7. Add Pool-Grade Salt

Once your other levels are balanced, you can start adding salt directly to your pool water. Check your salt water chlorinator for their suggested salinity levels. But it’s usually 2700 to 3500 PPM.

Be sure to only add pool-grade salt to the water. These usually come in 40 pound bags. If you’re starting with no salt in the water and you have a 10,000-gallon pool, you’ll need to add about six to seven 40-pound bags of salt. Be sure to check out our other video about calculating the right amount of salt to add if you need help.

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The good news is that salt tends to stay in the water, and it gets recycled by the salt water generator, so you shouldn’t have to add it to your pool that often.

You may want to brush the salt around the pool if it’s collected anywhere on the bottom. You’ll want to run your pump and filter for several hours or overnight to help the salt completely circulate and dissolve.

Adding Pool-Grade Salt Directly To The Pool Water
Adding Pool-Grade Salt Directly To The Pool Water

8. Turn On Your Salt System

Once the levels are balanced and the right amount of salt is added, you can turn on your saltwater generator. If there’s enough salt in the water, it will start producing chlorine normally.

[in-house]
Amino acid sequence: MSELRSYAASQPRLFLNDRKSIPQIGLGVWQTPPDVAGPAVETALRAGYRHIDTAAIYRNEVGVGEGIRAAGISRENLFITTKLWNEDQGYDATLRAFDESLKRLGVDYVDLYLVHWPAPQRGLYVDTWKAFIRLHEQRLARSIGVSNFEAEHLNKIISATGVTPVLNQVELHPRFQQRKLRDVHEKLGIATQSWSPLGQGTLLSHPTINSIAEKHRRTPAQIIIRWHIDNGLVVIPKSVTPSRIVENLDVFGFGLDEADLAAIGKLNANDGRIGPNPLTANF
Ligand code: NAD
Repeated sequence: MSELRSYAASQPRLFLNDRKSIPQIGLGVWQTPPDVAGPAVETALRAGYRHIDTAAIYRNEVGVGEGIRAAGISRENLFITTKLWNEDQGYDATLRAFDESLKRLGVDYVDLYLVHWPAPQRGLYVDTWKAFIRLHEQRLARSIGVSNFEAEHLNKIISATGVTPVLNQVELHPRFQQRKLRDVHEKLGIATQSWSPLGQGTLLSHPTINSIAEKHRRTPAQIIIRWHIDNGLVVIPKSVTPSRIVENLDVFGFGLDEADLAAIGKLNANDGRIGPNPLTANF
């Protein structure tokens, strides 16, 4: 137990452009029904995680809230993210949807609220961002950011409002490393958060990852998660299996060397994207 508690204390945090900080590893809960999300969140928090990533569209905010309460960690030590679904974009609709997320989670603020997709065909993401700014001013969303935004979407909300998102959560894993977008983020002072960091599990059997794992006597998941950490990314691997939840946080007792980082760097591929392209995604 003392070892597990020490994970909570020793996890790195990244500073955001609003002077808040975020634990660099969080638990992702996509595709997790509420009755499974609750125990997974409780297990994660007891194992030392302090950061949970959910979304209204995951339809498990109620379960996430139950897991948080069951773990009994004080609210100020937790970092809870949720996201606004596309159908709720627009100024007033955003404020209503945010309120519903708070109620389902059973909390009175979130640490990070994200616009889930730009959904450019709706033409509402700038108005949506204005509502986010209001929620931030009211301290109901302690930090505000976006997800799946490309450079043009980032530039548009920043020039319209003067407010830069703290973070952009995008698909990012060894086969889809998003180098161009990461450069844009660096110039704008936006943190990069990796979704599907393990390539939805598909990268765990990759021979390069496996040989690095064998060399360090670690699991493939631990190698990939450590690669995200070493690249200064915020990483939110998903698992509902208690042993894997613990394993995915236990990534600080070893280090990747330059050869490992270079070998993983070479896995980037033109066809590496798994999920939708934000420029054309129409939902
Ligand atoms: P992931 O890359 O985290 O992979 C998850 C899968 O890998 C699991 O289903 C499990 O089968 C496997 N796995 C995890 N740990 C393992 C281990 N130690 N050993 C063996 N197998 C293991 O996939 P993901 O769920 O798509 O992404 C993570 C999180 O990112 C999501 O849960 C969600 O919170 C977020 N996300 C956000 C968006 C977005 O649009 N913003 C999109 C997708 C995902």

Swimming Pool Salt System Differences
There are two types of pool salt water systems. The complete system has a salt cell generator and a separate control panel (left). The in-line system is all-in-one. It’s both the salt cell and the control panel (right).
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What About Regular Salt Water Pool Maintenance?

For a complete walkthrough on routine saltwater pool care, like cleaning your saltwater cell, be sure to check out our other full-length tutorial.

And if you need more help with pool care, grab the FREE Salt Water Pool Cheat Sheet. And if you found this video helpful, be sure to subscribe and check out our channel for more tutorials. That’s it, thanks again, and happy swimming.

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Matt Giovanisci, Founder and CEO of Swim University
Matt Giovanisci is the founder of Swim University® and has been in the pool and spa industry since 1993. Since then, his mission is to make pool and hot tub care easy for everyone. And each year, he continues to help more people with water chemistry, cleaning, and troubleshooting.
Save Time & Money With Our Salt Water Pool Cheat Sheet
This FREE printable cheat sheet helps keep your salt water inground or above ground pool clean and clear without messing with confusing water chemistry.